There has been plenty of talk in the past about Dual-booting devices, which we eventually began to see, and even as recently as this month with the leaked ASUS tablet that dual-boots Android and Windows 8. The new frontier though appears to be devices that can be chosen to run with a selection of either Android or a Windows variant. This doesn’t seem all that difficult to do, but rather would seem more time consuming and who knows how much more it could cost to make devices for both platforms. Despite these possibilities, ZDnet reports that a Korean Manufacturer named Bluebird has developed and manufactured such a device, that can run either Android or Windows, depending on what suits the user best. This isn’t your typical Windows Phone 8, but rather a slightly different version titled Windows Embedded 8 Handheld, which is actually based off of the core Windows Phone 8 build. As for the Android version of the phone, it looks to be running Android 4.2 Jelly Bean according to the images.
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The device that Bluebird will be releasing is called the BM180, and besides having two different OS options, it’s completely ruggedized, so as to protect itself from the inevitable damage that we as smartphone owners tend to unleash on our devices. Of course that doesn’t include all of us, just some. The BM180 will have a 5 inch display, with one of its major focuses being that it acts a giant smart terminal for payments. No other specs seem to be available besides the display size and the OS offerings, but we do know that Bluebird will be offering this device in two different models as well. There will be the BM180 which is already ruggedized, and then there’s the BP30 model, which offers a more ruggedized outside body than the BM180. These devices of course are aimed at enterprise users, which is evident because of the smart terminal feature as well as the ruggedization. However, even though both devices are targeting the enterprise market, that doesn’t necessarily mean that consumers couldn’t get a hold of them.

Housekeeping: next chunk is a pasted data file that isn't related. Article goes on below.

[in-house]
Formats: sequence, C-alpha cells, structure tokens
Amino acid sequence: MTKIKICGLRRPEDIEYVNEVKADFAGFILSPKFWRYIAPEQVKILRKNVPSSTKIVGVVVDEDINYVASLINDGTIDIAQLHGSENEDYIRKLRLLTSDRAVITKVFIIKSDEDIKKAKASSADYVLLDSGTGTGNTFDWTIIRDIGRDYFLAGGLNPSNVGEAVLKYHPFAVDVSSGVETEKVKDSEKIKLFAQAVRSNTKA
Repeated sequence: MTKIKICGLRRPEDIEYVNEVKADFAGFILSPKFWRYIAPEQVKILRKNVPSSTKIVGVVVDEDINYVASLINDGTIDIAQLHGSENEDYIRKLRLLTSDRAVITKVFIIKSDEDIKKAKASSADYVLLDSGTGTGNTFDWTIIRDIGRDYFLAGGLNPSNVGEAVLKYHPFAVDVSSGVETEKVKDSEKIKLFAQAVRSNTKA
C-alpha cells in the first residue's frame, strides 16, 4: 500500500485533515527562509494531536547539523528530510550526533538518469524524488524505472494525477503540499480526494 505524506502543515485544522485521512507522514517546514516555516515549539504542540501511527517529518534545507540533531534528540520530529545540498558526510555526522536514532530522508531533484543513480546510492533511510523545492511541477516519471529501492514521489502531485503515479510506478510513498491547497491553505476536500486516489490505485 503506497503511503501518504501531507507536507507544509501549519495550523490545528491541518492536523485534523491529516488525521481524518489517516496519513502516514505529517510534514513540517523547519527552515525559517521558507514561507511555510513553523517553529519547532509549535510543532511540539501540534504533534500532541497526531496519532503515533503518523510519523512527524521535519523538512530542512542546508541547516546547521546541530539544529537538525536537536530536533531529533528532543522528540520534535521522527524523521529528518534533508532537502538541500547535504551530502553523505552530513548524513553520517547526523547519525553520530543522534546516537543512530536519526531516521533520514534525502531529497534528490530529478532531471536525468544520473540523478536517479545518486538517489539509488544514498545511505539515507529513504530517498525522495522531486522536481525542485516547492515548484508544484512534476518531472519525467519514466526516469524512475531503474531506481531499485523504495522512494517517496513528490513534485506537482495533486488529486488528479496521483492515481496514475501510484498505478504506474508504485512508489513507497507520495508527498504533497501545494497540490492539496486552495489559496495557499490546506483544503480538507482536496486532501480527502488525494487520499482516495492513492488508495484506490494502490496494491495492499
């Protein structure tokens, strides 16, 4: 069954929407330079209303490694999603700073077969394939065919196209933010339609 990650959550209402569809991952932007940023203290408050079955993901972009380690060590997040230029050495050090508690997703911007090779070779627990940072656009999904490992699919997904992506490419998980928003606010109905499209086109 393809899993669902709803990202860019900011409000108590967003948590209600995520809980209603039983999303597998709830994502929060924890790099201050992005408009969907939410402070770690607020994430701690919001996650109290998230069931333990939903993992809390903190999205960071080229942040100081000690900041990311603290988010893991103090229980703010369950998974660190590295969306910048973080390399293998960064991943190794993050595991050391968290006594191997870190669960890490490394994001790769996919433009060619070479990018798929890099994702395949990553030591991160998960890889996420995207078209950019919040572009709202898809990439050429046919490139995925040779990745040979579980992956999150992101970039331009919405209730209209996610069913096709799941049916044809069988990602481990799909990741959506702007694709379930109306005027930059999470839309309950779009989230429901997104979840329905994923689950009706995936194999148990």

Both devices will have the capability to use certain apps like Office 365, and Microsoft Lync, so they’ll be readily equipped to handle functions and tasks that may require use of such programs on the go. So far it doesn’t seem that Bluebird has mentioned any sort of price or actual availability for these, and even though the BM180 and the BP30 aren’t aimed at consumers, perhaps this will spark a decision in other OEMs to start creating a line of similar devices that offer both OS platforms as an option. Dual-booting phones has obviously not taken off, so perhaps offering the same phone with the choice of OS is a better solution for people who might like a certain piece of hardware but not the platform. Would you buy a handheld that offered two OS choices?